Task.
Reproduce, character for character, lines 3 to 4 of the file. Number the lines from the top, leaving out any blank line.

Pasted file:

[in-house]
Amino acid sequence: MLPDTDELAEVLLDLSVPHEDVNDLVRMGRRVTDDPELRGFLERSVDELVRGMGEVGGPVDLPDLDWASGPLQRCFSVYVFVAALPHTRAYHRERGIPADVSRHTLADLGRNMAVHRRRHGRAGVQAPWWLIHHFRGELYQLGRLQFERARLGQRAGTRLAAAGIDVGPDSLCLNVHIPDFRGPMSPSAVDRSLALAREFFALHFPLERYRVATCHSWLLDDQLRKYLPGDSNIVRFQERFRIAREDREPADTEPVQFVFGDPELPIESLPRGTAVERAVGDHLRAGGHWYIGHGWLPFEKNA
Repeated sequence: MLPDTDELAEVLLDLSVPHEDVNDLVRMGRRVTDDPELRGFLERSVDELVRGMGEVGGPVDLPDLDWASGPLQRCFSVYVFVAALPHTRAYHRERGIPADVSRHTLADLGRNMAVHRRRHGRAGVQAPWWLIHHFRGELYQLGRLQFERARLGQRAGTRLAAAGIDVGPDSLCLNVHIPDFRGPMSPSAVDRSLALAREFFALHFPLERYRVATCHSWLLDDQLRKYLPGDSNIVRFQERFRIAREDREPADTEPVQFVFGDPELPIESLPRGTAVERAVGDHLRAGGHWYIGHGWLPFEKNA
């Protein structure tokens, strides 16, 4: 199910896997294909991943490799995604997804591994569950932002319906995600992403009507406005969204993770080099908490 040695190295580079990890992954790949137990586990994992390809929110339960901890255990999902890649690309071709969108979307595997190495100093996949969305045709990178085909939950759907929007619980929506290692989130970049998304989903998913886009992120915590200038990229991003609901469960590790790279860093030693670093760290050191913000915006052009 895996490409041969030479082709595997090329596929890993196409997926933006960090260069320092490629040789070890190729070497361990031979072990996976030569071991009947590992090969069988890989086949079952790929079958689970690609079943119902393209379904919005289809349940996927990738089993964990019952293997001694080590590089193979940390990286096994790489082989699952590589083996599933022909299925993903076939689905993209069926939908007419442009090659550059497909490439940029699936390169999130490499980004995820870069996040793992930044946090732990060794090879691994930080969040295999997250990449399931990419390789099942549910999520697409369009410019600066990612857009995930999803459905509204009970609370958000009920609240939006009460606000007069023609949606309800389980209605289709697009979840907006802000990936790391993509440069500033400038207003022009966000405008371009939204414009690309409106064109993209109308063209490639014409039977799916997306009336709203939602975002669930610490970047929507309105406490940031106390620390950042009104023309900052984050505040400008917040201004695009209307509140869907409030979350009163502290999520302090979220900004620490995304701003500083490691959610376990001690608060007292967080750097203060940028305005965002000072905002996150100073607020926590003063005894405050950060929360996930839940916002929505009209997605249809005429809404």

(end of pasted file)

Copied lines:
Repeated sequence: MLPDTDELAEVLLDLSVPHEDVNDLVRMGRRVTDDPELRGFLERSVDELVRGMGEVGGPVDLPDLDWASGPLQRCFSVYVFVAALPHTRAYHRERGIPADVSRHTLADLGRNMAVHRRRHGRAGVQAPWWLIHHFRGELYQLGRLQFERARLGQRAGTRLAAAGIDVGPDSLCLNVHIPDFRGPMSPSAVDRSLALAREFFALHFPLERYRVATCHSWLLDDQLRKYLPGDSNIVRFQERFRIAREDREPADTEPVQFVFGDPELPIESLPRGTAVERAVGDHLRAGGHWYIGHGWLPFEKNA
């Protein structure tokens, strides 16, 4: 199910896997294909991943490799995604997804591994569950932002319906995600992403009507406005969204993770080099908490 040695190295580079990890992954790949137990586990994992390809929110339960901890255990999902890649690309071709969108979307595997190495100093996949969305045709990178085909939950759907929007619980929506290692989130970049998304989903998913886009992120915590200038990229991003609901469960590790790279860093030693670093760290050191913000915006052009 895996490409041969030479082709595997090329596929890993196409997926933006960090260069320092490629040789070890190729070497361990031979072990996976030569071991009947590992090969069988890989086949079952790929079958689970690609079943119902393209379904919005289809349940996927990738089993964990019952293997001694080590590089193979940390990286096994790489082989699952590589083996599933022909299925993903076939689905993209069926939908007419442009090659550059497909490439940029699936390169999130490499980004995820870069996040793992930044946090732990060794090879691994930080969040295999997250990449399931990419390789099942549910999520697409369009410019600066990612857009995930999803459905509204009970609370958000009920609240939006009460606000007069023609949606309800389980209605289709697009979840907006802000990936790391993509440069500033400038207003022009966000405008371009939204414009690309409106064109993209109308063209490639014409039977799916997306009336709203939602975002669930610490970047929507309105406490940031106390620390950042009104023309900052984050505040400008917040201004695009209307509140869907409030979350009163502290999520302090979220900004620490995304701003500083490691959610376990001690608060007292967080750097203060940028305005965002000072905002996150100073607020926590003063005894405050950060929360996930839940916002929505009209997605249809005429809404």